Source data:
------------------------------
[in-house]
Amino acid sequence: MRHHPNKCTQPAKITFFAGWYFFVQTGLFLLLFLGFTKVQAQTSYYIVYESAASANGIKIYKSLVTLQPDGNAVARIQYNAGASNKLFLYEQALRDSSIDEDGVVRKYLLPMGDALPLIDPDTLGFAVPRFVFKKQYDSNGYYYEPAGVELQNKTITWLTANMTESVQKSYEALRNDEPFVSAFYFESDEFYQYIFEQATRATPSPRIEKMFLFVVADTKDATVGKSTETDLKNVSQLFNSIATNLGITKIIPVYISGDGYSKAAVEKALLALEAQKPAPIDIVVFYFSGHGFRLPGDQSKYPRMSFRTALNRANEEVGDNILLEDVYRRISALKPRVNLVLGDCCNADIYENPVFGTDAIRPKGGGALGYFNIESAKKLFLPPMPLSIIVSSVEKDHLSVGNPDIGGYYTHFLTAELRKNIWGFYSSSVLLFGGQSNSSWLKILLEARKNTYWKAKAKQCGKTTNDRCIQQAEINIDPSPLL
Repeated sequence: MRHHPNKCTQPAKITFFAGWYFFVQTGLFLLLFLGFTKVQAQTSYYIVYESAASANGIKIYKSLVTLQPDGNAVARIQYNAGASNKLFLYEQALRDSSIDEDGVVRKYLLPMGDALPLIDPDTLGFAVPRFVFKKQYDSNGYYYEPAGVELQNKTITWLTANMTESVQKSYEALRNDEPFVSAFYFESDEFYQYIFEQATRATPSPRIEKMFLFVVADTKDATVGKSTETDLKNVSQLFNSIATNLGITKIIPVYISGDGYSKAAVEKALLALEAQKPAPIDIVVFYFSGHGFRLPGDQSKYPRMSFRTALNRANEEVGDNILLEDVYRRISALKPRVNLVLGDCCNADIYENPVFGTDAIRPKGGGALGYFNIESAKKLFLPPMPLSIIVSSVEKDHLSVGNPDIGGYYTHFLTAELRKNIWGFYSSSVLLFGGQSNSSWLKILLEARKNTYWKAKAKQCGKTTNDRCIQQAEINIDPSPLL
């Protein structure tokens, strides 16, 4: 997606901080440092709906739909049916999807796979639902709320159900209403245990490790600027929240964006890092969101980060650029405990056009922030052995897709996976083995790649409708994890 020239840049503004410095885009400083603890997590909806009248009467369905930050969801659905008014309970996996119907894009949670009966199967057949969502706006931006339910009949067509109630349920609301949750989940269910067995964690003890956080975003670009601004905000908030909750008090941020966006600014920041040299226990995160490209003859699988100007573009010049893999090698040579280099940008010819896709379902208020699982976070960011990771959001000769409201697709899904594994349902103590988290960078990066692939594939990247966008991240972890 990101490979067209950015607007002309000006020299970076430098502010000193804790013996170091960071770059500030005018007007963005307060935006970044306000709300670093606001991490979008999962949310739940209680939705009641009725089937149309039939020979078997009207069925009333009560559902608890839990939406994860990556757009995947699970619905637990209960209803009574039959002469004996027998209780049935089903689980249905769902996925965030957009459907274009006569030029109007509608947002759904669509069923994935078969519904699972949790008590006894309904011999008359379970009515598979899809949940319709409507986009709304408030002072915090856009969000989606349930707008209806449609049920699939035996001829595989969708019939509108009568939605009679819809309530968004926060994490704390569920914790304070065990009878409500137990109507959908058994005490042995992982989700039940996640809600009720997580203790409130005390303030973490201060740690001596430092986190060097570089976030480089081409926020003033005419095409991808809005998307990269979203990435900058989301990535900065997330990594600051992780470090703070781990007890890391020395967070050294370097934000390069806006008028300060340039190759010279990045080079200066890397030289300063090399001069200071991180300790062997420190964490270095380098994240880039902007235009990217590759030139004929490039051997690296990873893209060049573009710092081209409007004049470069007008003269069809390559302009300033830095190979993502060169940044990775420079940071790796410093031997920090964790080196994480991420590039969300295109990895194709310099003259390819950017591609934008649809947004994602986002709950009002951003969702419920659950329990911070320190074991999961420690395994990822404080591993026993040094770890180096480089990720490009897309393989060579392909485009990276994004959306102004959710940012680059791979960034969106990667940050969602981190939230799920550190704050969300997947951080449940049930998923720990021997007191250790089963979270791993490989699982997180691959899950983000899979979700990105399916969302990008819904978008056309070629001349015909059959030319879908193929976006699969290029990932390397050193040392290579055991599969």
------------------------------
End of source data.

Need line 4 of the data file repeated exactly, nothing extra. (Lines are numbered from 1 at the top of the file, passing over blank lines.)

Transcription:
């Protein structure tokens, strides 16, 4: 997606901080440092709906739909049916999807796979639902709320159900209403245990490790600027929240964006890092969101980060650029405990056009922030052995897709996976083995790649409708994890 020239840049503004410095885009400083603890997590909806009248009467369905930050969801659905008014309970996996119907894009949670009966199967057949969502706006931006339910009949067509109630349920609301949750989940269910067995964690003890956080975003670009601004905000908030909750008090941020966006600014920041040299226990995160490209003859699988100007573009010049893999090698040579280099940008010819896709379902208020699982976070960011990771959001000769409201697709899904594994349902103590988290960078990066692939594939990247966008991240972890 990101490979067209950015607007002309000006020299970076430098502010000193804790013996170091960071770059500030005018007007963005307060935006970044306000709300670093606001991490979008999962949310739940209680939705009641009725089937149309039939020979078997009207069925009333009560559902608890839990939406994860990556757009995947699970619905637990209960209803009574039959002469004996027998209780049935089903689980249905769902996925965030957009459907274009006569030029109007509608947002759904669509069923994935078969519904699972949790008590006894309904011999008359379970009515598979899809949940319709409507986009709304408030002072915090856009969000989606349930707008209806449609049920699939035996001829595989969708019939509108009568939605009679819809309530968004926060994490704390569920914790304070065990009878409500137990109507959908058994005490042995992982989700039940996640809600009720997580203790409130005390303030973490201060740690001596430092986190060097570089976030480089081409926020003033005419095409991808809005998307990269979203990435900058989301990535900065997330990594600051992780470090703070781990007890890391020395967070050294370097934000390069806006008028300060340039190759010279990045080079200066890397030289300063090399001069200071991180300790062997420190964490270095380098994240880039902007235009990217590759030139004929490039051997690296990873893209060049573009710092081209409007004049470069007008003269069809390559302009300033830095190979993502060169940044990775420079940071790796410093031997920090964790080196994480991420590039969300295109990895194709310099003259390819950017591609934008649809947004994602986002709950009002951003969702419920659950329990911070320190074991999961420690395994990822404080591993026993040094770890180096480089990720490009897309393989060579392909485009990276994004959306102004959710940012680059791979960034969106990667940050969602981190939230799920550190704050969300997947951080449940049930998923720990021997007191250790089963979270791993490989699982997180691959899950983000899979979700990105399916969302990008819904978008056309070629001349015909059959030319879908193929976006699969290029990932390397050193040392290579055991599969």